Vicksburg High School “Sparks” Stage Offerings

Melissa Sparks, on the left, directs elementary and middle school students in Seussical, Jr. a musical centered around Dr. Seuss’s books for children.
Melissa Sparks, on the left, directs elementary and middle school students in Seussical, Jr. a musical centered around Dr. Seuss’s books for children.

By Sue Moore

Melissa Sparks is Vicksburg’s director of plays and musicals, and her last name fits her personality perfectly. She has been the “sparkplug” behind productions at the Performing Arts Center (PAC) for the last ten years, while elevating the performances to a very high level, according to Tim Fuller, manager of the theater.

“She has complete control of the 30 plus 4th to 8th grade students performing in Seussical, Jr. musical, while motivating them to do their very best,” Fuller commended. “Each year she has been here, the shows have gotten better and better. We do three shows during the school year and she directs them all with great gusto and lots of help from Dusty Morris and Karla Stubblefield if the play is a musical.”

Although the curtain has come down on Seussical, Sparks will be turning right around and directing the high school students in a play called “All in The Timing, Six One-Act Comedies,” on November 20, 21, and 22 at the PAC. It is already in rehearsal with a cast of 16, encompassing 18 individual parts. It’s a delightful comedy that will keep the audience laughing throughout, Sparks said.

Caleb Dziepak, a senior will play Trotsky, in one vignette called Variations on the Death of Trotsky. The wife is played by Emily Towns, a sophomore. Both students have been in Sparks drama program for years and are able to deliver some very funny lines, the audience will love, she said. Another of the one-act comedies is called Words, Words, Words, which features typing into infinity and will sooner or later produce Hamlet. Staring in this piece are Andrew Phelps, a junior; Robin Willhite, a freshman, and Riley Robertson-DeGraaf.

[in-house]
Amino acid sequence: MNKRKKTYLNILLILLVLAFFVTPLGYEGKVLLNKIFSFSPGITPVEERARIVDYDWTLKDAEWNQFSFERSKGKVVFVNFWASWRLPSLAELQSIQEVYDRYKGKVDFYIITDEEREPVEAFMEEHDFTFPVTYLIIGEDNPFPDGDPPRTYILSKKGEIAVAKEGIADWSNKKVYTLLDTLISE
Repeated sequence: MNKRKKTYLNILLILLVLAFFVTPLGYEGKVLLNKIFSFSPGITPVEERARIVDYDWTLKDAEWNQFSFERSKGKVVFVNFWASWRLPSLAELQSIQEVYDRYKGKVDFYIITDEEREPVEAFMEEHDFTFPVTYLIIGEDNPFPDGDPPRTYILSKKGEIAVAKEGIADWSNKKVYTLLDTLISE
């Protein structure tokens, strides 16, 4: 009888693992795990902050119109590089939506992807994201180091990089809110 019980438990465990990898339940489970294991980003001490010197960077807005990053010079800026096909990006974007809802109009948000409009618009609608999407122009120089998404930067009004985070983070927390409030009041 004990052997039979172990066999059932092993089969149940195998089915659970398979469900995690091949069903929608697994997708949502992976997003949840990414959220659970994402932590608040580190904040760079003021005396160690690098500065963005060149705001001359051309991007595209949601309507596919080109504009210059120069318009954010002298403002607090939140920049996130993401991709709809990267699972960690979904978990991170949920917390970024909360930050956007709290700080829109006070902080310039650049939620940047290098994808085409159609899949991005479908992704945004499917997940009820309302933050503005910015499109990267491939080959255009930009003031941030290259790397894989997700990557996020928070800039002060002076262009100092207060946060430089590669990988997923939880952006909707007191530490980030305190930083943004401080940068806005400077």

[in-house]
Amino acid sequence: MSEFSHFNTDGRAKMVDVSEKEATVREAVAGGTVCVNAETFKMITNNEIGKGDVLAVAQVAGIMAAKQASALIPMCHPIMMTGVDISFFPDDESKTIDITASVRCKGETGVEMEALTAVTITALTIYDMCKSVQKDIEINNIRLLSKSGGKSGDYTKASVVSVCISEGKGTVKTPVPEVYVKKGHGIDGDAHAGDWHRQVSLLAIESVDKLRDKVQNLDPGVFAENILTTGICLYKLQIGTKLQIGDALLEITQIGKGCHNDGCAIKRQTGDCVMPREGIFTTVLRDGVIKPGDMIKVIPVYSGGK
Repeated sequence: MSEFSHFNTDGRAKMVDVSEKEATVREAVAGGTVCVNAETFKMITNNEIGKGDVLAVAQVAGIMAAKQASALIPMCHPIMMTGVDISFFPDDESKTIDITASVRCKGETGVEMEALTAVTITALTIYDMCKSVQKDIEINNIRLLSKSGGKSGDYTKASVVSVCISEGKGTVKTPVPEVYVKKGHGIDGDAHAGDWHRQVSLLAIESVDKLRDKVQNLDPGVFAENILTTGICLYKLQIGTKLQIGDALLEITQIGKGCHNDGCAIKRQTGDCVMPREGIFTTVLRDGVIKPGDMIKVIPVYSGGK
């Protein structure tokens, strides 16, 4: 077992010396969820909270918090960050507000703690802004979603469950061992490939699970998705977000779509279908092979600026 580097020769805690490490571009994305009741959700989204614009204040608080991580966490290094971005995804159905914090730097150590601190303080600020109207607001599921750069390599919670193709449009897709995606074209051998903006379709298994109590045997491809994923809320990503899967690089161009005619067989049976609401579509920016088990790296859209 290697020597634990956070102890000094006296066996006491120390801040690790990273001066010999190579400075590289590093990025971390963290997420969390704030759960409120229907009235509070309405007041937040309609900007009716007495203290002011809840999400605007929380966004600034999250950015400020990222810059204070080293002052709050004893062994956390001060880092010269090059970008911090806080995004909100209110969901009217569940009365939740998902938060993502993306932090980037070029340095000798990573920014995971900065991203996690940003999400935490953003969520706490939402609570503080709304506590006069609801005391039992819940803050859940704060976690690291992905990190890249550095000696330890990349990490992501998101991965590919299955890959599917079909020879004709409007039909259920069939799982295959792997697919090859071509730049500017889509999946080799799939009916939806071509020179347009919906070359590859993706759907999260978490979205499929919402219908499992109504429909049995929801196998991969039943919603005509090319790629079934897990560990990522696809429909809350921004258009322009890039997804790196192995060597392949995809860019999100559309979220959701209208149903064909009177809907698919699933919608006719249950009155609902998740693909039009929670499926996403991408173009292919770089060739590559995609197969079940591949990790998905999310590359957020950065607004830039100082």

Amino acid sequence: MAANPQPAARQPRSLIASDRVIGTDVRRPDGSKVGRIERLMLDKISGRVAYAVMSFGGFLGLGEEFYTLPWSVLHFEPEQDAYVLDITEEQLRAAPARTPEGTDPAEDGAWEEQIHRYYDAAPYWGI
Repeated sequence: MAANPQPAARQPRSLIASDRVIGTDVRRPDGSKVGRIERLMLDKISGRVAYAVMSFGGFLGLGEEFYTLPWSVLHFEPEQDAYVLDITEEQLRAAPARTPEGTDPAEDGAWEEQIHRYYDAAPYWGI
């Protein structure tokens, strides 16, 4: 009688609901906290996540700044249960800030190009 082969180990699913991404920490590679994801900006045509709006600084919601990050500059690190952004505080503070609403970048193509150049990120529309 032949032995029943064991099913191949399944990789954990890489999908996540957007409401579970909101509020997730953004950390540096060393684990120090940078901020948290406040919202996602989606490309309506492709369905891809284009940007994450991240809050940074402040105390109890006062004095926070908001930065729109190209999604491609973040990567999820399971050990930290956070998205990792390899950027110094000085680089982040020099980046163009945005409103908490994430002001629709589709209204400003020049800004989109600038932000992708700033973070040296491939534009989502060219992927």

“The goal is for the youth group performing in musicals to be as good as what a high school show would look like,” Sparks enthused. “Out high school shows should be professional and rival anything that comes to Miller Auditorium in Kalamazoo. People who attend our shows often remark at how shocked they are at how good these kids can be. We have high expectations for our kids, and believe because of that, they will achieve anything they set out to do in this world. A handful have gone on to be in the theater through their college courses, and some have become music educators. A good example is Carver Duncan, a 2009 graduate who attended New York University to study drama, and now is touring in a national company. Kaitelin Fruehauf, one of our star performers, is studying at Wayne State now and her little sister has a part in Seussical.”

“Theater training helps youth grow as people, they learn creativity, build confidence, learn teamwork, and responsibility. We have students who become the off-stage managers, props, make-up, and gain lots of valuable experience in this environment. It’s magical to watch a student ‘get it’ for the first time,” she said.

Sparks was bitten by the bug in middle school while performing in A Christmas Carol. She is from a Detroit suburb, but her family has had a summer cottage on Howard Lake for years and she spent many summers in this area, as well as graduating from Western Michigan University in 2004 with a theater degree. She stayed in the area because she discovered that it was a mecca for theater, performing and directing as she has at the Civic, Farmers’ Alley, and producing musicals at Portage Central. She now teaches at WMU for a class of 360 students called ‘Direct Encounter with the Arts’. All this while balancing a two month old infant, a four year-old and her husband who is the social media director for Channel 3. “Nothing holds me back,” Sparks exclaimed.

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